Ishta Yoga is best described as a combination of Hatha, Tantra, and Ayurveda. The word ‘Ishta’ actually stands for ‘Integrated Science of Hatha, Tantra and Ayurveda’. In Sanskrit, though, the word also means ‘individual’ or ‘personal’. Each Ishta Yoga class will have their own method of practice; this typically com-prises of mantras, physical postures, and breathing techniques. When attending an Ishta session, it’s im-portant to wear flexible yoga clothes that do not restrict your movement. In this article, we explore Ishta Yoga in more detail.
As mentioned previously, Ishta Yoga is a combination of Hatha, Tantra, and Ayurveda Yoga. The Hatha aspect encourages students to hold physical postures, or asanas as they are referred to in Sanskrit. Tantra Yoga focusses on living life to it’s fullest potential and seeing consciousness in every living being. Ayurveda is often classed as the traditional Indian science of life; Ishta Yoga incorporates Ayurveda by helping students to find a balance between themselves and the outside world.
Ishta is one of the only forms of yoga that brings together different styles of practice. Unlike other yoga forms, the Tantric approach of Ishta encourages students to discover who they really are. Alongside this, though, the practice works to improve physical health through a series of asanas. Many practitioners enjoy the relaxed nature of Ishta Yoga. There is no set way to practice the style, so each studio runs their classes in a different way. Some classes adopt a restorative approach, while others lean more towards vinyasa flow. Because of this, yogis can choose whichever style suits them best.
Like most physical yoga styles, Ishta works to increase flexibility in the body. Through a series of simple asanas, the muscles are gently stretched to promote flexibility and strength. Over time, flexible muscles can help to prevent injury and help the body to repair quicker if an injury does occur.
When practised regularly, Ishta can help to cleanse the body and combat various illnesses. Many practi-tioners believe that Ishta can help cure illnesses that don’t respond to medication. If the style is practised with full devotion, even serious health issues can be resolved.
As Ishta incorporates Hatha, Tantra, and Ayurveda Yoga, the practice works to unite the body and mind. At times, our mind and body can feel as though they aren’t cooperating properly. Regular Ishta practice can encourage them to work in harmony, ultimately helping the body to function at a higher level.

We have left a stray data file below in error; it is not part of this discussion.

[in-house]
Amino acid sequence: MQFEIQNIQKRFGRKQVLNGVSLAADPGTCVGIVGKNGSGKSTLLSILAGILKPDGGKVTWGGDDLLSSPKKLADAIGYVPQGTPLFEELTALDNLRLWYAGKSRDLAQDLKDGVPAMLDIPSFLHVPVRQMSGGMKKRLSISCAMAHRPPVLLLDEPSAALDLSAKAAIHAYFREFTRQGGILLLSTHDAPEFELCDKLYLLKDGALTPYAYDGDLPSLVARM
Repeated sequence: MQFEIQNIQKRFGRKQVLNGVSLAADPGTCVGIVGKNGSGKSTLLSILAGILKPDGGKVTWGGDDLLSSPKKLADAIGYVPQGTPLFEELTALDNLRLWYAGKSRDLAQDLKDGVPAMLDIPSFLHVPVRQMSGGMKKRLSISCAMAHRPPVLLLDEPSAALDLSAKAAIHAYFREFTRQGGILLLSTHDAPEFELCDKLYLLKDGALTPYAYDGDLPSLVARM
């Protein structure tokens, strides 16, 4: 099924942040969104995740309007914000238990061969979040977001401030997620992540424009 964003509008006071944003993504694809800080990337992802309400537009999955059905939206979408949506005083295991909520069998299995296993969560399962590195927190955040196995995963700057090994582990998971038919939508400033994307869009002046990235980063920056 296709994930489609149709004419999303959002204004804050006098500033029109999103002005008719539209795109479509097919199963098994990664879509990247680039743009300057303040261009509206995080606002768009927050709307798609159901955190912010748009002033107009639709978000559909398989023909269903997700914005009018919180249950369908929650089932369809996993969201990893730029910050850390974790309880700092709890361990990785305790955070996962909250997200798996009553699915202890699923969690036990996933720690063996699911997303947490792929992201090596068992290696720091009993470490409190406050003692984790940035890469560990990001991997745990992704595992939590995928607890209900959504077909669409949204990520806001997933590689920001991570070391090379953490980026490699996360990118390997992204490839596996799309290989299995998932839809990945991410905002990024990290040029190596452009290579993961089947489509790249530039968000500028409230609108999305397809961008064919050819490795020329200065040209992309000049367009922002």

One of the most popular Ishta Yoga poses, Bharadvaja’s Twist, works to improve the spinal health. To practice the asana, begin by sitting on your mat. Keep your back straight and extend your legs out in front of you. Rest your arms beside your body, keeping them as close to your hips as possible. Next, bend your knees and draw them towards your left hip. Your left buttock should now be carrying the weight of your body. Rest the inside of your left ankle on your right thigh.
Take a deep breath inward and lengthen your spine. Next, place your right hand on your left knee and twist your upper body as much as possible. You are in Bharadvaja’s Twist. Hold the posture for around 30 seconds whilst breathing deeply. With each exhale, lengthen the spine a little more to intensify the stretch.
Stretching your hamstrings and lower back, Standing Forward Fold Pose can relieve built up tension in the body. This posture is typically practised at the start of a class to get the muscles warmed up. Over time, the pose can drastically improve flexibility in the back and legs.
To practice Standing Forward Fold Pose, stand tall with your feet shoulder-width apart. Slowly bend at the waist and lower your upper body until it hangs all the way forward. Allow your arms to fall to the ground. You are in Standing Forward Fold. If you cannot touch the ground when you first start using this position – don’t worry! Beginners may find it easier to practice with the knees slightly bent. Hold the pose for around 30 seconds or for however long you feel comfortable doing so. When you’re ready to exit the asana, make sure to bring your head up slowly so you don’t feel light-headed.
Formally referred to as Dhanurasana, Bow Pose is often practised within an Ishta class. In addition to in-creasing flexibility, the posture has a range of other great health benefits including relief from muscle pain and menstrual discomfort.
To practice Bow Pose, begin by lying flat on your stomach. Next, bend your knees and bring your feet back towards your buttocks. Engaging your core, lift your chest off the ground and reach both arms back to grab hold of your feet. You are in Bow Pose. Hold the asana for around 30 seconds whilst breathing deeply.
This unique style of yoga can be practised by yogis of all sorts. As Ishta incorporates a range of different yoga types, beginners can try the style to get an idea of which aspects they enjoy. Although advanced practitioners may find Ishta easy to pick up from their own home, beginners are advised to attend a local class. There, an experienced instructor will be able to check that you are practising each asana correctly. When attending a local class, it’s a good idea to go equipped with a comfortable yoga mat. Although some studios may provide mats, having your own will avoid disappointment if the studio’s collection runs out.